This month I was on a mission to be a “secret shopper” and find out what other people are reading to bring you some interesting Summer Reading suggestions. This meant that I was going to put my 2+ hour daily commute on public transportation to good use by observing what my fellow passengers were reading. I immediately hit three major roadblocks:
1 – Most people reads from their Kindles. Since people tend to read on the train to avoid human interactions, I couldn’t break this unspoken rule by verbally asking them what they were reading. However, I have come to believe that a few individuals were just staring at blank screens and zoning out, clearly some form of meditation.
2 – Most people read their books like they are smuggling contraband, holding them close to their chests. Plus, they either removed the dustcovers or they put on their own book covers, which is a very common thing to do when reading a romance novel in public so everyone doesn’t see a sexy man chest cover the first thing in the morning.
3 – I am no Jenny McCarthy; I could never be a spy. So unless the books were in my immediate area, I really couldn’t see the book titles. I blame the constant swaying of the train on the tracks and not, I repeat not, on my eye sight. I don’t need glasses. (Note to Self: I should probably make an appointment with an Ophthalmologist.)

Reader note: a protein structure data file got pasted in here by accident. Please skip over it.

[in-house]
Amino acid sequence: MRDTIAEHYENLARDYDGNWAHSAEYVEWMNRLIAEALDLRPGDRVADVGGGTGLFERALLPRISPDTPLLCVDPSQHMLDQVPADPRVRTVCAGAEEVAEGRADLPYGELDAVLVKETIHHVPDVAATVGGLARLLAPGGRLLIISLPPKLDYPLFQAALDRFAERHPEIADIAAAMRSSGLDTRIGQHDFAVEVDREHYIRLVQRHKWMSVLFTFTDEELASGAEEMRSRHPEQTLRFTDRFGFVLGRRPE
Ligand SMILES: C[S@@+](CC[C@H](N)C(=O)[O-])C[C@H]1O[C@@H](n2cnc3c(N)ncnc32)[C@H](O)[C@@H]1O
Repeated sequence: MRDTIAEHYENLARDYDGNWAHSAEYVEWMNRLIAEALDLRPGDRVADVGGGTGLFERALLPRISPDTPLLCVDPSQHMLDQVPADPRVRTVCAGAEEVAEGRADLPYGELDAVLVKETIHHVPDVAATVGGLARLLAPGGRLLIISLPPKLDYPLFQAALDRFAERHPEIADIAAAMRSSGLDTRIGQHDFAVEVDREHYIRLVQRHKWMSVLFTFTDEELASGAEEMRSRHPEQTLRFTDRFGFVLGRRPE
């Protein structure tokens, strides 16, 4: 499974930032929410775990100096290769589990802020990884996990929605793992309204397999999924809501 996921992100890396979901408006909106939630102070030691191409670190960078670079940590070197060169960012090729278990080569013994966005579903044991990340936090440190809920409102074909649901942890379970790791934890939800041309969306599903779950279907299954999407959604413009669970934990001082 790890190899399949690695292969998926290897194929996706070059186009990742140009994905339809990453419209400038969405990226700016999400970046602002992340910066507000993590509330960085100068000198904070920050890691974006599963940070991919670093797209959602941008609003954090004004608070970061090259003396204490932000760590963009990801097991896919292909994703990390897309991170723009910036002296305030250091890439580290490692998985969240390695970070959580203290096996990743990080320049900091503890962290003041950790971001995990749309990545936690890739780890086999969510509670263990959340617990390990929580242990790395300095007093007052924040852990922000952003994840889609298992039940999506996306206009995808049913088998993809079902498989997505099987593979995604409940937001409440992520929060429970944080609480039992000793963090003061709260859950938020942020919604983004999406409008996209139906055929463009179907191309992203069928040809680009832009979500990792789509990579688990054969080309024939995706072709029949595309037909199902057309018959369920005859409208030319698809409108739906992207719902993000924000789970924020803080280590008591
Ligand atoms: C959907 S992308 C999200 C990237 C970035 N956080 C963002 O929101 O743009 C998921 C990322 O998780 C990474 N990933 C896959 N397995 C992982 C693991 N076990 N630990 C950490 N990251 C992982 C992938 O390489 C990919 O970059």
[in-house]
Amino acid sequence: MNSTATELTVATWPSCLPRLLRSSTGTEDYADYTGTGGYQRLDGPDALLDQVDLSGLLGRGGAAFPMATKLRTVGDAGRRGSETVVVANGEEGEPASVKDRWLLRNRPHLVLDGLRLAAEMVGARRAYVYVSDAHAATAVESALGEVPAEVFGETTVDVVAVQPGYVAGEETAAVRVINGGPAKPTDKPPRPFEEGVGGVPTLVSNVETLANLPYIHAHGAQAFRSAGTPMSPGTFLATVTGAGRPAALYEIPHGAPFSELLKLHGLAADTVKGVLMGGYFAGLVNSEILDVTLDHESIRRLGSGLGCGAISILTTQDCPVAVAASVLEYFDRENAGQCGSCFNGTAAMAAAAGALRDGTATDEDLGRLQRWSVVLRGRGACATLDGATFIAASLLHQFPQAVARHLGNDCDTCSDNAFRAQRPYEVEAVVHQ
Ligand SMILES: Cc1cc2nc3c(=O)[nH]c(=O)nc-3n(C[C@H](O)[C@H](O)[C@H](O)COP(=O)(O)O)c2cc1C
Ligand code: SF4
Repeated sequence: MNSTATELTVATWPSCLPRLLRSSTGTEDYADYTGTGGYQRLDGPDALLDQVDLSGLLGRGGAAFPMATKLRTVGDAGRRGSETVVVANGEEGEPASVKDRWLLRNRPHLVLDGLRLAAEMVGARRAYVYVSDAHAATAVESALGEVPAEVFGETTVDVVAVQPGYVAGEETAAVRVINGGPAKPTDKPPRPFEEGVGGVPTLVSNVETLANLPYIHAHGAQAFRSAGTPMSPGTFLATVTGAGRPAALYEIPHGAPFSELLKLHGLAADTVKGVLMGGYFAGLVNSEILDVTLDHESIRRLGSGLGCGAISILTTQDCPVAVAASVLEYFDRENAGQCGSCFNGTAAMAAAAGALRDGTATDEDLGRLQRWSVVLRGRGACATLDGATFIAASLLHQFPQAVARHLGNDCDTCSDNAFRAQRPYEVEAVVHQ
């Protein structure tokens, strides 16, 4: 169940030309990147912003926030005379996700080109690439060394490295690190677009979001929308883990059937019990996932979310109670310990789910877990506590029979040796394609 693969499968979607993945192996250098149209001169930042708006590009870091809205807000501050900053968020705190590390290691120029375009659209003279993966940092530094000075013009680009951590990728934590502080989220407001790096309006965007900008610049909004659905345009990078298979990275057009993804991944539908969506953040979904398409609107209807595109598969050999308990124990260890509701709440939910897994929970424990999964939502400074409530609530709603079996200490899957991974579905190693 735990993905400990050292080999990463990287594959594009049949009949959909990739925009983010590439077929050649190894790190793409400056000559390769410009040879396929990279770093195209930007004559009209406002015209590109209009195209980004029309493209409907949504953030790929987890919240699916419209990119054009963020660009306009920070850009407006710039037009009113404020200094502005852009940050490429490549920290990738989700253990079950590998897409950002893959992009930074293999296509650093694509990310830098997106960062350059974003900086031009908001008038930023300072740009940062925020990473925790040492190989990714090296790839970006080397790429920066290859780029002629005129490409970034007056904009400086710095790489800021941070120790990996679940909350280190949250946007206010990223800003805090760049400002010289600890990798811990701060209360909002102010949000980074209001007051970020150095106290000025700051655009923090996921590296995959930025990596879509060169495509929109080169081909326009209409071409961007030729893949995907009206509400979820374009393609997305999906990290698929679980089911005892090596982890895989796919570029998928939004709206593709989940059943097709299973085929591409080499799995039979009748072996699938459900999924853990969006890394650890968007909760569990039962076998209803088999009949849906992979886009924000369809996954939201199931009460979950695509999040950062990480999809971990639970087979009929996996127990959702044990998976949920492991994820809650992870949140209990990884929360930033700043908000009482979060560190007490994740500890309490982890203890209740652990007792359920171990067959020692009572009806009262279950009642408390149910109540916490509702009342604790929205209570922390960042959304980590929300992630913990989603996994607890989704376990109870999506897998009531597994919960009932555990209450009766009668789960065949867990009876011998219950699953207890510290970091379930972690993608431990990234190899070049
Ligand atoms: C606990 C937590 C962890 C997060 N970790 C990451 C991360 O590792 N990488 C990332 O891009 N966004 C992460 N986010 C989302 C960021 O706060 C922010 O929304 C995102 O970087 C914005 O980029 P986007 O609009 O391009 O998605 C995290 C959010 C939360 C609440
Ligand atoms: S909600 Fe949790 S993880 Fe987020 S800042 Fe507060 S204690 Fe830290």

After all those disclaimers, below are some involuntarily book recommendations from passengers who brought in regular books and made the mistake of sitting near me.
Outlander by Diana Gabaldon: This 896 page book has the added benefit of also serving as a heavy blunt object in the case of a self-defense emergency. The book also breaks the no talking rule as Jamie Fraser Fever is at a record high. Many women give the nod of approval when this book is out in the open.